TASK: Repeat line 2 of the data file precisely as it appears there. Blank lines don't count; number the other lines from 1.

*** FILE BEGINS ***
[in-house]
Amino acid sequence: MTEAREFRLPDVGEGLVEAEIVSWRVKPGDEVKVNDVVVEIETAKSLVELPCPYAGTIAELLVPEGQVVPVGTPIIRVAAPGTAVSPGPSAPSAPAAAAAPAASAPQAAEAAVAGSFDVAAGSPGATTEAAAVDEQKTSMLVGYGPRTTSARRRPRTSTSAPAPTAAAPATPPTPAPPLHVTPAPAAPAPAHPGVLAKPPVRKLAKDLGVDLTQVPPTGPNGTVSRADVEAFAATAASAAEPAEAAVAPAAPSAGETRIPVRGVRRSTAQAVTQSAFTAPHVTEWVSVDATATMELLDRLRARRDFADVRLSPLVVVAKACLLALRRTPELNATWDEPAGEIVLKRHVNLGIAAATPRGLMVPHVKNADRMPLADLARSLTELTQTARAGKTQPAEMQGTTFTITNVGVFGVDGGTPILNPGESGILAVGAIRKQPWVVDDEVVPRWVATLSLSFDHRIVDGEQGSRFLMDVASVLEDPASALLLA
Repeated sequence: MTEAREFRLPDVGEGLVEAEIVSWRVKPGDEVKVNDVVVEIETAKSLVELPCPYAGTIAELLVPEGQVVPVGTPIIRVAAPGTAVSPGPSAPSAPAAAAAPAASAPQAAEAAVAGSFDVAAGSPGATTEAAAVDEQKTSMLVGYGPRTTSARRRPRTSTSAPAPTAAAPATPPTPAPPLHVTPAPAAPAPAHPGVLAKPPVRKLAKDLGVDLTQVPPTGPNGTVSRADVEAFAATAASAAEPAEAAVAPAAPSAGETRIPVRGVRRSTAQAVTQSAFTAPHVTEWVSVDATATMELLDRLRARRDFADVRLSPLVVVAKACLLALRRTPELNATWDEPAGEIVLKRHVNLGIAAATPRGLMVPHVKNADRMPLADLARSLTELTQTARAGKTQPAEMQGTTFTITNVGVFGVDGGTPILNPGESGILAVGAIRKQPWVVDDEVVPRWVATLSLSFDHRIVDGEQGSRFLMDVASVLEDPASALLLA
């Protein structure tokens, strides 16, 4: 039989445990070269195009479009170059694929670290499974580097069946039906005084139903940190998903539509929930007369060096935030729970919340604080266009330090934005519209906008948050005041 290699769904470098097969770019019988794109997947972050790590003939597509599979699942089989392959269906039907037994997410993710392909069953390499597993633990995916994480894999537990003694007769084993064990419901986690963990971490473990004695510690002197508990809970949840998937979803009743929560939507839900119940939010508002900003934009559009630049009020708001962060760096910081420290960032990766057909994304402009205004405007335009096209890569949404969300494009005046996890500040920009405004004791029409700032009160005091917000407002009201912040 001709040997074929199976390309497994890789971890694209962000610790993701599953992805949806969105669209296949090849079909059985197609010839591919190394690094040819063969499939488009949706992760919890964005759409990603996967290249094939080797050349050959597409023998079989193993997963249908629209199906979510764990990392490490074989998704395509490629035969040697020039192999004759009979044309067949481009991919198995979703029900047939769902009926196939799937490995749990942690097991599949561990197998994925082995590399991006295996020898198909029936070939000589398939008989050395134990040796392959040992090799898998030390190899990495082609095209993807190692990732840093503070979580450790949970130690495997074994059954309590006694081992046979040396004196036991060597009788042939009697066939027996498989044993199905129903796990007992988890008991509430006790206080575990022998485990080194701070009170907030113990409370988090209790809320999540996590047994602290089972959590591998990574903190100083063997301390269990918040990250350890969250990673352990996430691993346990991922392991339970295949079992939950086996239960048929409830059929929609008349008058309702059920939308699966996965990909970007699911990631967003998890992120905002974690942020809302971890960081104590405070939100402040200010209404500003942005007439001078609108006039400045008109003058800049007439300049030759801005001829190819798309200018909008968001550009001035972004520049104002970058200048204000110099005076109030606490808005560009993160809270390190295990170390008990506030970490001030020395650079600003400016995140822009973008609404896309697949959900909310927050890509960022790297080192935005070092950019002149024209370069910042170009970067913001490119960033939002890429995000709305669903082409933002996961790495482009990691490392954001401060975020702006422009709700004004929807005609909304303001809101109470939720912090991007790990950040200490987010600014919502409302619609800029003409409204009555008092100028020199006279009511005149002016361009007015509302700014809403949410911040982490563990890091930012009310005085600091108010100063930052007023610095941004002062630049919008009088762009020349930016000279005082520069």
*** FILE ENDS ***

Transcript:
Amino acid sequence: MTEAREFRLPDVGEGLVEAEIVSWRVKPGDEVKVNDVVVEIETAKSLVELPCPYAGTIAELLVPEGQVVPVGTPIIRVAAPGTAVSPGPSAPSAPAAAAAPAASAPQAAEAAVAGSFDVAAGSPGATTEAAAVDEQKTSMLVGYGPRTTSARRRPRTSTSAPAPTAAAPATPPTPAPPLHVTPAPAAPAPAHPGVLAKPPVRKLAKDLGVDLTQVPPTGPNGTVSRADVEAFAATAASAAEPAEAAVAPAAPSAGETRIPVRGVRRSTAQAVTQSAFTAPHVTEWVSVDATATMELLDRLRARRDFADVRLSPLVVVAKACLLALRRTPELNATWDEPAGEIVLKRHVNLGIAAATPRGLMVPHVKNADRMPLADLARSLTELTQTARAGKTQPAEMQGTTFTITNVGVFGVDGGTPILNPGESGILAVGAIRKQPWVVDDEVVPRWVATLSLSFDHRIVDGEQGSRFLMDVASVLEDPASALLLA